Regarding additional yarn amount, this will depend on how much length you add, but it is better with a skein too many than too few.

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21) How do I prevent a hairy garment from shedding?

All yarns will have excess fibres (from production) that might come off as lint or shedding. Brushed yarns (ie hairier yarns) have more of these loose, excess fibres, causing more shedding.

Shedding also depends on what is worn under or over the garment, and whether this pulls at the yarn fibres. It’s therefore not possible to guarantee that there will be no shedding

Below are some tips on how to get the best result when working with hairier yarns:

1. When the garment is finished (before you wash it) shake it vigorously so the looser hairs come off. NOTE: do NOT use a lint roller, brush or any method that pulls at the yarn.

2. Place the garment in a plastic bag and put it in your freezer - the temperature will cause the fibres to become less attached to each other, and excess fibres will come off easier.

3. Leave in the freezer for a few hours before taking it out and shaking it again.

4. Wash the garment according to the instructions on the yarn label.

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22) Where on the garment is the length measured?

The measurement sketch/schematic drawing provides information regarding the full length of the garment. If it’s a jumper or a jacket the length is measured from the highest point on the shoulder (usually closest to the neckline), and straight down to the bottom of the garment. It is NOT measured from the tip of shoulder. Similarly, the length of yoke is measured from the highest point on the shoulder and down to where yoke is split into body and sleeves.

See DROPS lesson: How to read a schematic drawing

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23) How do I know how many balls of yarn I need?

The required amount of yarn is provided in grams, eg: 450 g. To calculate how many balls you’ll need you first need to know how many grams are in 1 ball (25g, 50g or 100g). This information is available if you click on the individual yarn quality on our pages. Divide the amount required with the amount of each ball. For example, if each ball is 50g (the most common amount), the calculation will be as follows: 450 / 50 = 9 balls.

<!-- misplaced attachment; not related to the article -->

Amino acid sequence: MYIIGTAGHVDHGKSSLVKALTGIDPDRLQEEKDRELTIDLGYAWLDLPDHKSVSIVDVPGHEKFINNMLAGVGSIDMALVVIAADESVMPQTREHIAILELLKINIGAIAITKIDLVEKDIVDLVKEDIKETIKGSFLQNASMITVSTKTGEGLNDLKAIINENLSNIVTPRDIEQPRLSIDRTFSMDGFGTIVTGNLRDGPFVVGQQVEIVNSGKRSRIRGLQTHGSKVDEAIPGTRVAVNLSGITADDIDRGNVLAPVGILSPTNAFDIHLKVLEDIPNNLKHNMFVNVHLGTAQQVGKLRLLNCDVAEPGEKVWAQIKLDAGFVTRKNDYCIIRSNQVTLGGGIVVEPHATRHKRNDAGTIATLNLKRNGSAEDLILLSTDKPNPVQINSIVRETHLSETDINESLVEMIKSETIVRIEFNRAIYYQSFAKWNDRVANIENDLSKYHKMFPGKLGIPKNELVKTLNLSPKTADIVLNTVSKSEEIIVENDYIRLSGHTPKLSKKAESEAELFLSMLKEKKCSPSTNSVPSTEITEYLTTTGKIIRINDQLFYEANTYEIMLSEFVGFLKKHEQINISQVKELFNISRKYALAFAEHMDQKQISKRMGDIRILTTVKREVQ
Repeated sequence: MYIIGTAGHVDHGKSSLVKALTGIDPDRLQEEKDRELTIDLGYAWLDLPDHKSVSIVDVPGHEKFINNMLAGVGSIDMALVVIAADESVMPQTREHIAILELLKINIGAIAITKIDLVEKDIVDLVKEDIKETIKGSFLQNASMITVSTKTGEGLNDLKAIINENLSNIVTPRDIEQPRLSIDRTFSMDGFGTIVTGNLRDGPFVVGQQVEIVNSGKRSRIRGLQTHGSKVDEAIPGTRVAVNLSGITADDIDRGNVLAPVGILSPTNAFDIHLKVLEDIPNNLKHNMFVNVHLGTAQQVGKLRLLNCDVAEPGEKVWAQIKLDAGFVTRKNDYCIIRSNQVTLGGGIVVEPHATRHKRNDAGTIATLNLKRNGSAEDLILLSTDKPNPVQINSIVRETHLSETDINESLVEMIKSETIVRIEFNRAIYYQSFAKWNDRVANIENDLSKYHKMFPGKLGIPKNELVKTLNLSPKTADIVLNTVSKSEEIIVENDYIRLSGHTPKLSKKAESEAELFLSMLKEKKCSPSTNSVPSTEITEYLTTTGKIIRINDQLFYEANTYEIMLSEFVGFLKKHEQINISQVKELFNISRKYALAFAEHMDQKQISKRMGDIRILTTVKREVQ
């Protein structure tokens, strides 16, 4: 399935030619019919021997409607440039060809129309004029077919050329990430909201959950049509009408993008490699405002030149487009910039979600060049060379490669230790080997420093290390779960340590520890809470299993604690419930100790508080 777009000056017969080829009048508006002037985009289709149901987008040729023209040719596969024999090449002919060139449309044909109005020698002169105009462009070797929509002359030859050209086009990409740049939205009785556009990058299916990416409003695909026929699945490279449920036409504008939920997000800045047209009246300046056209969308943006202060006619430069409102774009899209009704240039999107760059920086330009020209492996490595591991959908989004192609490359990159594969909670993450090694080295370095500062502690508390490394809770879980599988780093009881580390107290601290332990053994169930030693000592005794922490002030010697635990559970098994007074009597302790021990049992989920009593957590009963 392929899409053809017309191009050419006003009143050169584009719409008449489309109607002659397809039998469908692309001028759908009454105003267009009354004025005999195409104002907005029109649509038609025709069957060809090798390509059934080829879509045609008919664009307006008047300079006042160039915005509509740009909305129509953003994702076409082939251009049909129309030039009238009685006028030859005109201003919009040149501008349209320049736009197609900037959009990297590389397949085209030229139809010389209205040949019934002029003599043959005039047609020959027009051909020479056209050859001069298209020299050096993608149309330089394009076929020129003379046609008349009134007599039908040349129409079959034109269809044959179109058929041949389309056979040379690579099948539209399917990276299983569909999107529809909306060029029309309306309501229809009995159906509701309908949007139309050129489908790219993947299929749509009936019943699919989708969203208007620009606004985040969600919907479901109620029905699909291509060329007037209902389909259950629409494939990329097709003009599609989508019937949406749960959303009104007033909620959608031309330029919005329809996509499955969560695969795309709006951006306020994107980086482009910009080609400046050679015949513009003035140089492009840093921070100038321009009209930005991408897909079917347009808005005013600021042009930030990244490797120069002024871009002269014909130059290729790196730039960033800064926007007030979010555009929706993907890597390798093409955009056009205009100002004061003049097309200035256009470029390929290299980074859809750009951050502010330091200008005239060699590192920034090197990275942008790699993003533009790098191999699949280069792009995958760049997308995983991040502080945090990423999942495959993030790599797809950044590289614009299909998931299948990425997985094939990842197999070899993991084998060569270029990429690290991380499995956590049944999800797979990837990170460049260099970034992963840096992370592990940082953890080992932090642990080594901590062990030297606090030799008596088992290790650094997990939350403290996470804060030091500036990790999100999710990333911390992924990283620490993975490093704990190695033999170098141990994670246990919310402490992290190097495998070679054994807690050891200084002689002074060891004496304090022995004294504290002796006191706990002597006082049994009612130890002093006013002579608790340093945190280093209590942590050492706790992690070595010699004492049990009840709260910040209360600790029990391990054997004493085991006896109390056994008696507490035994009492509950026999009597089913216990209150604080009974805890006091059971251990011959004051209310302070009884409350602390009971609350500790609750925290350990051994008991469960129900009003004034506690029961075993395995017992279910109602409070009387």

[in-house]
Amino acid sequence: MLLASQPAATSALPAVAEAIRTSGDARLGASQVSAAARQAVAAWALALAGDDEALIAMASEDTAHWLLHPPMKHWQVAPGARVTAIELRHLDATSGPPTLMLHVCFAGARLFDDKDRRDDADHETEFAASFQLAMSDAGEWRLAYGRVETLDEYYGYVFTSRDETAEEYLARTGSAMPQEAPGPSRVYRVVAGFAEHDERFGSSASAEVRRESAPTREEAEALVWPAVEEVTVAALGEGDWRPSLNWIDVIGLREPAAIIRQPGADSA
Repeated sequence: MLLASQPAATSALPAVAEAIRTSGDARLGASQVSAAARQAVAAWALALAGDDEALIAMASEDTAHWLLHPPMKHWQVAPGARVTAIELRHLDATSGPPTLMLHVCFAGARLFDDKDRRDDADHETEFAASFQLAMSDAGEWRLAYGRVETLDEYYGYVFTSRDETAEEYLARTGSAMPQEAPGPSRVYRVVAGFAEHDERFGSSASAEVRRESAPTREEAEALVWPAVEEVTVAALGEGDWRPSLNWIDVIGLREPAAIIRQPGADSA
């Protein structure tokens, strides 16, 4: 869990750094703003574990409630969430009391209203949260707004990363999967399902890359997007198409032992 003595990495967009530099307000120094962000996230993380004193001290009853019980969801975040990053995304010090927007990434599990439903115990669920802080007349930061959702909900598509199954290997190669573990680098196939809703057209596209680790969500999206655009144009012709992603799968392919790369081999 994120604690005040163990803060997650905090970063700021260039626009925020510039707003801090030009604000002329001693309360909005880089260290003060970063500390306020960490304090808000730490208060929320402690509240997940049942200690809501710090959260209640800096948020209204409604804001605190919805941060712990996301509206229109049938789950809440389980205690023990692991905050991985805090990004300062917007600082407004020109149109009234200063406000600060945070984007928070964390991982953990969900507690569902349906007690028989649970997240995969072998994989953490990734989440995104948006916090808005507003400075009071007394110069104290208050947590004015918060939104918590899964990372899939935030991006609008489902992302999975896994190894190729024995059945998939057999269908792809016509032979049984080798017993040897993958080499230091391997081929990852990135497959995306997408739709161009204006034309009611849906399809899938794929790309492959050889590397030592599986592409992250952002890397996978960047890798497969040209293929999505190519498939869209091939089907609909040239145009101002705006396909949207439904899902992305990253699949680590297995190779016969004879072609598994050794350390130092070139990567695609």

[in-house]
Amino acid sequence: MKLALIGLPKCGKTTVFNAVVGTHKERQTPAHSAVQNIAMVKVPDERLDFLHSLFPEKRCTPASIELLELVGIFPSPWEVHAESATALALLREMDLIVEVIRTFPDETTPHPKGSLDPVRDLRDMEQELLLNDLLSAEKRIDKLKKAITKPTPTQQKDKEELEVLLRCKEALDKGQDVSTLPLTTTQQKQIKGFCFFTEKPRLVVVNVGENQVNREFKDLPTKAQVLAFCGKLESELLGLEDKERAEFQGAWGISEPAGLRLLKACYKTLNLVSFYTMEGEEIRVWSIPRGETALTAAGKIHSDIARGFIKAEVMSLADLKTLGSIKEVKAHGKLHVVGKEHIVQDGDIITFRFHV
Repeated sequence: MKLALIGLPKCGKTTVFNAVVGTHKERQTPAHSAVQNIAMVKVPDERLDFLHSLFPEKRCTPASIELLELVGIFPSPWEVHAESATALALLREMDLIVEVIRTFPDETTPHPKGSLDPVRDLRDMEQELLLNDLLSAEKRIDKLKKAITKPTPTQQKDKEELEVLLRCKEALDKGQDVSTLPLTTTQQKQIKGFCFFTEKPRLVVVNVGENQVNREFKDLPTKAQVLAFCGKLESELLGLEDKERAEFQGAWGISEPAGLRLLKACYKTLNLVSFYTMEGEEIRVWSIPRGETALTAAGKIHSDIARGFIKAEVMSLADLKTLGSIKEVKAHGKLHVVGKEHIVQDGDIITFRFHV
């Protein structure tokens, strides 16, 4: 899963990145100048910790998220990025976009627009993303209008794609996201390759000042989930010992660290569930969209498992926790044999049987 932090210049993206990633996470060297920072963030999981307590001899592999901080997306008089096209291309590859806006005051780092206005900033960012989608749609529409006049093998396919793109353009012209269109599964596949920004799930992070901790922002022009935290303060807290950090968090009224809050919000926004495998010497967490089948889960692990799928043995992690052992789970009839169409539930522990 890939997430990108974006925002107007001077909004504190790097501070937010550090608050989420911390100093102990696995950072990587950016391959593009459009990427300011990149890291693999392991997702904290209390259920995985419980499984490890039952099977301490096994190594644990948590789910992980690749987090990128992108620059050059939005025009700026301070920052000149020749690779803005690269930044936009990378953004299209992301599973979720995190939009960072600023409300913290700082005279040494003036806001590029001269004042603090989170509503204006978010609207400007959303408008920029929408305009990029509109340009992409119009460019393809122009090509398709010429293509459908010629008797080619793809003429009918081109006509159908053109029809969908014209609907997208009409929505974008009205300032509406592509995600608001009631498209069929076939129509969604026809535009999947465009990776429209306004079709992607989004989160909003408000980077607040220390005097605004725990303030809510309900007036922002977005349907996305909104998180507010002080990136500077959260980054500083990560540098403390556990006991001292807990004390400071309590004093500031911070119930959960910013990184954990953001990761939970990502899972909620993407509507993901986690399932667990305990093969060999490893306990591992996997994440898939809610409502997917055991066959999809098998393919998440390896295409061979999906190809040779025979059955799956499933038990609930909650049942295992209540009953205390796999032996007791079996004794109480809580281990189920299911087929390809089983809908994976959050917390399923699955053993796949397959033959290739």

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Have you purchased DROPS yarn to make this pattern? Then you are entitled to receive help from the store where you bought the yarn. Find a list of DROPS stores here!
Still can't find the answer you need? Then scroll down and leave your question so one of our experts can try to help you. This will be done normally within 5 to 10 working days. In the meantime, you can read the questions and answers that others have left to this pattern or join the DROPS Workshop on Facebook to get help from fellow knitters/crocheters!

Comments / Questions (13)

country flag Ally 04.03.2021 - 16:03:

Thank you for the videos how to knit a jumper from the top. Unfortunately, this top is not knitted from top. It's started from the middle. Joining top section with bottom section by slip stich. And that where my question was. How do you slip stich from the completed yoke?

user icon DROPS Design 04.03.2021 kl. 16:12:

Dear Ally, this top is worked top down, you first work the yoke on back piece then yoke on front piece separately, but then simply slip all stitches on same needle to work the body in the round to the bottom edge. Happy knitting!

country flag Ally 03.03.2021 - 16:26:

Hello, would you be able to point me out to a video on how to slip sts from yoke front and back on to the same circular needle size 3.5 mm? thank you

user icon DROPS Design 04.03.2021 kl. 07:34:

Dear Ally, we don't have such a video but maybe this video or this lessons both showing how to knit a jumper top down can help - Happy knitting!

country flag Birgit Holmboe 15.05.2020 - 12:42:

Jeg vil gerne Downloaden denen opskrift

country flag Malika Koubaili 24.02.2019 - 19:23:

Bonjour quand j'arrive au motif 3 je ne comprend pas comment faire les augmentations sur mon aiguille g 136 maille et apparament je dois en avoir 170 pour la taille s merci de votre reponse

user icon DROPS Design 25.02.2019 kl. 11:10:

Bonjour Mme Koubaili, au rang 21 de A.3 vous allez faire 2 jetés (= 4 m end, 1 jeté, 1 m end, 1 jeté, 3 m end) et donc ainsi augmenter 2 m x 17= 34 augmentations + les 136 m = 170 m. Au rang 22 de A.3, tricotez ces jetés torse pour qu'ils ne fassent pas de trous. Bon tricot!

country flag Sonia B. 03.06.2018 - 19:19: